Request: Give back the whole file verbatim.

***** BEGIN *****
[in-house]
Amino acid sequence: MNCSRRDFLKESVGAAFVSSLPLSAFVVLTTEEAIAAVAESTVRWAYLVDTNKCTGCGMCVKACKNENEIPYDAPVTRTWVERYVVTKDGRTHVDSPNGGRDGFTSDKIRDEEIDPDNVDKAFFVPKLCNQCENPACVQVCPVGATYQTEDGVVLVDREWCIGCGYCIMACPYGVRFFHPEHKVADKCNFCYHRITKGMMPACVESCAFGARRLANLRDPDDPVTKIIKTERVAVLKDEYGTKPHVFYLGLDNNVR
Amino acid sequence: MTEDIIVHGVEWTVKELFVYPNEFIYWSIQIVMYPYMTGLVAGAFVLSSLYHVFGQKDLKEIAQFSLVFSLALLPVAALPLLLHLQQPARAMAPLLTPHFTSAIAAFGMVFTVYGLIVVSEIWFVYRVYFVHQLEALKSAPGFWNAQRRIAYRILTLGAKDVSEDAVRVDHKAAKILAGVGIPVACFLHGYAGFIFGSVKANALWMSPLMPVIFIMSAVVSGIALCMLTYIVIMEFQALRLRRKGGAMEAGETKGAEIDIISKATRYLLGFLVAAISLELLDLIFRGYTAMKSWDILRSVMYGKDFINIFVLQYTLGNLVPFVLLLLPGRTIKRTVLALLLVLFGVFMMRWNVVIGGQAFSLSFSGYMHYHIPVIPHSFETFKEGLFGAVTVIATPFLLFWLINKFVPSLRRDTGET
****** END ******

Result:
[in-house]
Amino acid sequence: MNCSRRDFLKESVGAAFVSSLPLSAFVVLTTEEAIAAVAESTVRWAYLVDTNKCTGCGMCVKACKNENEIPYDAPVTRTWVERYVVTKDGRTHVDSPNGGRDGFTSDKIRDEEIDPDNVDKAFFVPKLCNQCENPACVQVCPVGATYQTEDGVVLVDREWCIGCGYCIMACPYGVRFFHPEHKVADKCNFCYHRITKGMMPACVESCAFGARRLANLRDPDDPVTKIIKTERVAVLKDEYGTKPHVFYLGLDNNVR
Amino acid sequence: MTEDIIVHGVEWTVKELFVYPNEFIYWSIQIVMYPYMTGLVAGAFVLSSLYHVFGQKDLKEIAQFSLVFSLALLPVAALPLLLHLQQPARAMAPLLTPHFTSAIAAFGMVFTVYGLIVVSEIWFVYRVYFVHQLEALKSAPGFWNAQRRIAYRILTLGAKDVSEDAVRVDHKAAKILAGVGIPVACFLHGYAGFIFGSVKANALWMSPLMPVIFIMSAVVSGIALCMLTYIVIMEFQALRLRRKGGAMEAGETKGAEIDIISKATRYLLGFLVAAISLELLDLIFRGYTAMKSWDILRSVMYGKDFINIFVLQYTLGNLVPFVLLLLPGRTIKRTVLALLLVLFGVFMMRWNVVIGGQAFSLSFSGYMHYHIPVIPHSFETFKEGLFGAVTVIATPFLLFWLINKFVPSLRRDTGET